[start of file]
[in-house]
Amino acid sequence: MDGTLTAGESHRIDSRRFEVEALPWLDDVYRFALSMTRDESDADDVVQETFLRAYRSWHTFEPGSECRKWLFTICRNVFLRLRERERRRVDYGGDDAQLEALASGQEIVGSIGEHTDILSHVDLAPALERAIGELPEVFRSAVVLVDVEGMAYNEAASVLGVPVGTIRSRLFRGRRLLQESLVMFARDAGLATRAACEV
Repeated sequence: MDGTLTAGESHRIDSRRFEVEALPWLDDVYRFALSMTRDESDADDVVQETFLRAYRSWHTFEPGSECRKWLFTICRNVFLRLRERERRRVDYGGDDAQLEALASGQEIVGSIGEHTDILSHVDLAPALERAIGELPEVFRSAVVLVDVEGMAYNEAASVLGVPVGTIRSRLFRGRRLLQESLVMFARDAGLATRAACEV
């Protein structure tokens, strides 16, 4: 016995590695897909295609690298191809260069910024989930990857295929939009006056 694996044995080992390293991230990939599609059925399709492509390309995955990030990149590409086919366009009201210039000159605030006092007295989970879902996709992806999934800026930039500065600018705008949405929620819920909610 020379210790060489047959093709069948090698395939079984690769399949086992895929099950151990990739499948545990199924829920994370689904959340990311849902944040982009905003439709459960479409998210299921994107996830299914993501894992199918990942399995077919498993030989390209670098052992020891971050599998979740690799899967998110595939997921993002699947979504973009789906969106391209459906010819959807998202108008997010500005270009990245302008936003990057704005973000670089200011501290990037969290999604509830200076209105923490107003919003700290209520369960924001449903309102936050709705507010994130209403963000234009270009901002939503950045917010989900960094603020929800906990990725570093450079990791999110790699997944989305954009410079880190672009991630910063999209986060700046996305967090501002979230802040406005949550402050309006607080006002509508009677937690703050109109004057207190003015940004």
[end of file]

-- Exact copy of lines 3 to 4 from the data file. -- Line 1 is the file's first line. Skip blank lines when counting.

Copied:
Repeated sequence: MDGTLTAGESHRIDSRRFEVEALPWLDDVYRFALSMTRDESDADDVVQETFLRAYRSWHTFEPGSECRKWLFTICRNVFLRLRERERRRVDYGGDDAQLEALASGQEIVGSIGEHTDILSHVDLAPALERAIGELPEVFRSAVVLVDVEGMAYNEAASVLGVPVGTIRSRLFRGRRLLQESLVMFARDAGLATRAACEV
């Protein structure tokens, strides 16, 4: 016995590695897909295609690298191809260069910024989930990857295929939009006056 694996044995080992390293991230990939599609059925399709492509390309995955990030990149590409086919366009009201210039000159605030006092007295989970879902996709992806999934800026930039500065600018705008949405929620819920909610 020379210790060489047959093709069948090698395939079984690769399949086992895929099950151990990739499948545990199924829920994370689904959340990311849902944040982009905003439709459960479409998210299921994107996830299914993501894992199918990942399995077919498993030989390209670098052992020891971050599998979740690799899967998110595939997921993002699947979504973009789906969106391209459906010819959807998202108008997010500005270009990245302008936003990057704005973000670089200011501290990037969290999604509830200076209105923490107003919003700290209520369960924001449903309102936050709705507010994130209403963000234009270009901002939503950045917010989900960094603020929800906990990725570093450079990791999110790699997944989305954009410079880190672009991630910063999209986060700046996305967090501002979230802040406005949550402050309006607080006002509508009677937690703050109109004057207190003015940004």